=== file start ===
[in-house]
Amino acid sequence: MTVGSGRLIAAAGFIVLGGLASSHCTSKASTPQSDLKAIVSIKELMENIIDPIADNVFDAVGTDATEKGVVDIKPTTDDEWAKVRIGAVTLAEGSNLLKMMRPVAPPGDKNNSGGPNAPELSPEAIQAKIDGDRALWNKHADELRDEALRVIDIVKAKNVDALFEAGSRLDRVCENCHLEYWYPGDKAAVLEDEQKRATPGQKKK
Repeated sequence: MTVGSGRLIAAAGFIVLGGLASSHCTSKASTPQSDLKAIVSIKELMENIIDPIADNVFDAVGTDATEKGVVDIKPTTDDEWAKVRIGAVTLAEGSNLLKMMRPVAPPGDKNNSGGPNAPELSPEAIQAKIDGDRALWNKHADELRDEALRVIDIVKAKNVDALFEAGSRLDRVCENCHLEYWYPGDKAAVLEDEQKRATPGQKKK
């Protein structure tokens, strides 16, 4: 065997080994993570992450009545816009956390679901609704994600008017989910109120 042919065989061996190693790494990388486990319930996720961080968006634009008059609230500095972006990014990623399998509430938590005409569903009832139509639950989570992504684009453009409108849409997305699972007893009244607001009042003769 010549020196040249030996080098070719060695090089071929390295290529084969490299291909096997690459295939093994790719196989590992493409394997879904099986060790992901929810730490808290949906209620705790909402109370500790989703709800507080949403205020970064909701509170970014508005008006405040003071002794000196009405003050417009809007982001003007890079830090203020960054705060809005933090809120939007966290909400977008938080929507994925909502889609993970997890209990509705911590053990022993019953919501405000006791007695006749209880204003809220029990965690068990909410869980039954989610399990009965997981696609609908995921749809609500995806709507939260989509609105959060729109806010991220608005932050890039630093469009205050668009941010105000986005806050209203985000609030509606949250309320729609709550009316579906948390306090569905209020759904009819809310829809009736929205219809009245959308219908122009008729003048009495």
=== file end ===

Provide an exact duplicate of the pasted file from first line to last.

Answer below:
[in-house]
Amino acid sequence: MTVGSGRLIAAAGFIVLGGLASSHCTSKASTPQSDLKAIVSIKELMENIIDPIADNVFDAVGTDATEKGVVDIKPTTDDEWAKVRIGAVTLAEGSNLLKMMRPVAPPGDKNNSGGPNAPELSPEAIQAKIDGDRALWNKHADELRDEALRVIDIVKAKNVDALFEAGSRLDRVCENCHLEYWYPGDKAAVLEDEQKRATPGQKKK
Repeated sequence: MTVGSGRLIAAAGFIVLGGLASSHCTSKASTPQSDLKAIVSIKELMENIIDPIADNVFDAVGTDATEKGVVDIKPTTDDEWAKVRIGAVTLAEGSNLLKMMRPVAPPGDKNNSGGPNAPELSPEAIQAKIDGDRALWNKHADELRDEALRVIDIVKAKNVDALFEAGSRLDRVCENCHLEYWYPGDKAAVLEDEQKRATPGQKKK
């Protein structure tokens, strides 16, 4: 065997080994993570992450009545816009956390679901609704994600008017989910109120 042919065989061996190693790494990388486990319930996720961080968006634009008059609230500095972006990014990623399998509430938590005409569903009832139509639950989570992504684009453009409108849409997305699972007893009244607001009042003769 010549020196040249030996080098070719060695090089071929390295290529084969490299291909096997690459295939093994790719196989590992493409394997879904099986060790992901929810730490808290949906209620705790909402109370500790989703709800507080949403205020970064909701509170970014508005008006405040003071002794000196009405003050417009809007982001003007890079830090203020960054705060809005933090809120939007966290909400977008938080929507994925909502889609993970997890209990509705911590053990022993019953919501405000006791007695006749209880204003809220029990965690068990909410869980039954989610399990009965997981696609609908995921749809609500995806709507939260989509609105959060729109806010991220608005932050890039630093469009205050668009941010105000986005806050209203985000609030509606949250309320729609709550009316579906948390306090569905209020759904009819809310829809009736929205219809009245959308219908122009008729003048009495």